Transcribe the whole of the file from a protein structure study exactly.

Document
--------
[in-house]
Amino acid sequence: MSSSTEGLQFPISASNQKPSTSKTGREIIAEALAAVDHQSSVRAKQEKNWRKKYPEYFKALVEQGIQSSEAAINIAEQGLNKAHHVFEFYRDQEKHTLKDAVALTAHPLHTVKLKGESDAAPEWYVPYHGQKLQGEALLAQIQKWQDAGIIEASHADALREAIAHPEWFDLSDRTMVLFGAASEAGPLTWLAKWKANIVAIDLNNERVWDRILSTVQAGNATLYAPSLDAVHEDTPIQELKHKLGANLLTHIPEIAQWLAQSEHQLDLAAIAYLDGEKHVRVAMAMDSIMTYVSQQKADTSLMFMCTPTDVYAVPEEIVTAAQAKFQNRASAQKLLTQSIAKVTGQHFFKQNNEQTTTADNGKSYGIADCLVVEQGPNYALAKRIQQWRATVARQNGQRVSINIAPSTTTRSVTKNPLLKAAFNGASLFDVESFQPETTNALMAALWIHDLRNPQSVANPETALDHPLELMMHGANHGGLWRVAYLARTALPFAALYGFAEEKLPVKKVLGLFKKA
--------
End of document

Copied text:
[in-house]
Amino acid sequence: MSSSTEGLQFPISASNQKPSTSKTGREIIAEALAAVDHQSSVRAKQEKNWRKKYPEYFKALVEQGIQSSEAAINIAEQGLNKAHHVFEFYRDQEKHTLKDAVALTAHPLHTVKLKGESDAAPEWYVPYHGQKLQGEALLAQIQKWQDAGIIEASHADALREAIAHPEWFDLSDRTMVLFGAASEAGPLTWLAKWKANIVAIDLNNERVWDRILSTVQAGNATLYAPSLDAVHEDTPIQELKHKLGANLLTHIPEIAQWLAQSEHQLDLAAIAYLDGEKHVRVAMAMDSIMTYVSQQKADTSLMFMCTPTDVYAVPEEIVTAAQAKFQNRASAQKLLTQSIAKVTGQHFFKQNNEQTTTADNGKSYGIADCLVVEQGPNYALAKRIQQWRATVARQNGQRVSINIAPSTTTRSVTKNPLLKAAFNGASLFDVESFQPETTNALMAALWIHDLRNPQSVANPETALDHPLELMMHGANHGGLWRVAYLARTALPFAALYGFAEEKLPVKKVLGLFKKA